Bravery is not a virtue, it’s a decision.
Mortification of the flesh means putting the flesh to death. It has been and is still practiced in all cultures in some way across the world, though the exact intention and result is often different. There is a lot of speculation in today’s world about what motivates it.
Meditation is an act of mortification, yet it is a very gentle way for some. It tends to create an impassioned response either of pain or resistance, or in the Tantric case of pleasure and frustration. Though all mortification of the body seems to have a similar impact, it’s the awareness of the individual that ultimately determines the worth of these trying practices.
Life and death are inevitably linked. When one considers life, you inevitably consider its change or abnegation, and for most, they fully embrace neither. I chose this topic not for the sake of baseless morbidity, but quite the opposite as an affirmation. They say that what doesn’t kill us makes us stronger, I disagree with this. Strength is a poorly understood concept anyway. I favour the paraphrase from the Joker in the movie “The Dark Knight“, “What doesn’t kill us makes us stranger.” How exactly it changes things, thus often making us stranger to ourselves is still up to us. For many, a threatening experience just makes them find fault with themselves and they return to keeping the norm all the more vehemently, seeing it as a failure of theirs and growing more numb to life in general. Does this contradict anyone’s experience?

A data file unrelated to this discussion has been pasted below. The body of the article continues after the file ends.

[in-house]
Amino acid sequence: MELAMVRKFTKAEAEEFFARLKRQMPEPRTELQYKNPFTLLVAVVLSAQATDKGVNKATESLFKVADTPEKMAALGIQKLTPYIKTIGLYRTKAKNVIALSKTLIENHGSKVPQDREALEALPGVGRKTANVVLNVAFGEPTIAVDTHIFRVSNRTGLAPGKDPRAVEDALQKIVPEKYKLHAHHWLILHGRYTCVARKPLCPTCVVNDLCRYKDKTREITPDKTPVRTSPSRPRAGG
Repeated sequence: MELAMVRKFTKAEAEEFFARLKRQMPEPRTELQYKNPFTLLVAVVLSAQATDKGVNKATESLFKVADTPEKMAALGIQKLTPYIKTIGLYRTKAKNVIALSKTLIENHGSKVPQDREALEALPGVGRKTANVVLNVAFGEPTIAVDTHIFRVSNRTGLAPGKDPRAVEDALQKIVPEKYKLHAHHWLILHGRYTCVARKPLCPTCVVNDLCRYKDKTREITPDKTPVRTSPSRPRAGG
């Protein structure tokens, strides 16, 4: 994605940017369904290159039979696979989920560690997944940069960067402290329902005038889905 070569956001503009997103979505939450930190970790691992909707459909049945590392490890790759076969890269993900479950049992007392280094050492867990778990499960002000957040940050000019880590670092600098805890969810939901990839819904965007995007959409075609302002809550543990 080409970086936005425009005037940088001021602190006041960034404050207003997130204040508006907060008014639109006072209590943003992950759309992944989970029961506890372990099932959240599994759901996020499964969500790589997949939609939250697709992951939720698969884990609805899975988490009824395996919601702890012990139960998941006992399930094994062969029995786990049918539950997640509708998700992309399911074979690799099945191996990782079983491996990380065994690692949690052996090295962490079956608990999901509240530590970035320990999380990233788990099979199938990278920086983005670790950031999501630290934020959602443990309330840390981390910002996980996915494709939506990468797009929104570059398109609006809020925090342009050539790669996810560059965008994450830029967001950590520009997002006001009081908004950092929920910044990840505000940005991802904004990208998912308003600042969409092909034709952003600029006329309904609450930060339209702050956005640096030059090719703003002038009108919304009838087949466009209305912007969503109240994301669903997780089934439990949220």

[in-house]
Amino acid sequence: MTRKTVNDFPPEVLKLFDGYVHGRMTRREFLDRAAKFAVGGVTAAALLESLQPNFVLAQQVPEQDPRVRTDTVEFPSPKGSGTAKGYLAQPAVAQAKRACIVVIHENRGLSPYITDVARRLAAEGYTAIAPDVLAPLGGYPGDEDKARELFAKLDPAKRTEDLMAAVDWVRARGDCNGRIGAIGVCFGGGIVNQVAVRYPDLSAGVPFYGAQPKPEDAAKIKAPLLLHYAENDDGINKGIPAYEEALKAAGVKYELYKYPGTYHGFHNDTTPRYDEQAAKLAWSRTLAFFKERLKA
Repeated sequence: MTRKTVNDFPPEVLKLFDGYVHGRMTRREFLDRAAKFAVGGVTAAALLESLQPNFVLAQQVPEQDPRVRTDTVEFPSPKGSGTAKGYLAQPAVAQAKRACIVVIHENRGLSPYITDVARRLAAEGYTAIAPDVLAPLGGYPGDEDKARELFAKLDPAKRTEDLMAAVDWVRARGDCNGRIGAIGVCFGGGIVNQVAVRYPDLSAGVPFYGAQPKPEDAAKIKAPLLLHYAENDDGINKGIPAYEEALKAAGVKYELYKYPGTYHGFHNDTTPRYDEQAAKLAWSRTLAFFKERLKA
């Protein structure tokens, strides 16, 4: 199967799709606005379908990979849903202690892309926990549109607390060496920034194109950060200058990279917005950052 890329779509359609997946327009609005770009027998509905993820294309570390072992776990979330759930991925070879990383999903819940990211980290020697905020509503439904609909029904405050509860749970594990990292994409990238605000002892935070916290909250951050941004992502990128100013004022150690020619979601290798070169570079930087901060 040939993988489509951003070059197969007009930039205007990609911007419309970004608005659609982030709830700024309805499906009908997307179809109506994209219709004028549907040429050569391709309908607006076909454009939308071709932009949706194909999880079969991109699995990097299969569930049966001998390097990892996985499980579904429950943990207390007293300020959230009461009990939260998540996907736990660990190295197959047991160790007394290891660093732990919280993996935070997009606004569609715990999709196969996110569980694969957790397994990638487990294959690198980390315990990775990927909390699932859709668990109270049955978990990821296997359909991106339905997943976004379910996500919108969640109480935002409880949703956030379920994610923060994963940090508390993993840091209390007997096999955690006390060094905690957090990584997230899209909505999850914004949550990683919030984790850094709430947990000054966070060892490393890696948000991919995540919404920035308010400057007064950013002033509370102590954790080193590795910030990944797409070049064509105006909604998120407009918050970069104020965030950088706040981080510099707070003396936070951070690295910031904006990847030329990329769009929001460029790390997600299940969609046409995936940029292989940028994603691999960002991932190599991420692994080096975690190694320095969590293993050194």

These trying experiences can reveal a fracture in our paradigm and serve to educate us rather than imprison us. I’m not saying how we deal with pain is entirely up to us, sometimes life makes us defer to wisdom usually after we have pushed our resistance to its limit.
Someone says, “I should have died.” Should have? Should strikes me as a complicated notion at best. From my view there is what happened and what didn’t, but what happens does happen for a reason. Cause and effect. The cause often transcends any single effect, and thus we approach that ultimate threshold to test what we often take for granted. Much like a coin, though either threshold can lend itself to the same insights. People find the various mortification practices questionable, but won’t immerse themselves in life either. I wonder, why is this?
When we experience life why only in part? Why is it that we only embrace half of our desires? Only half of our natures? Seems masochistic in a sense, like voluntary crucifixion. Why do we do that then complain because it hurts? In the past, they put the flesh to near death to free the mind. We seem content to let the flesh be, but now put the mind to death.
Your thoughts are welcome. Be well friends.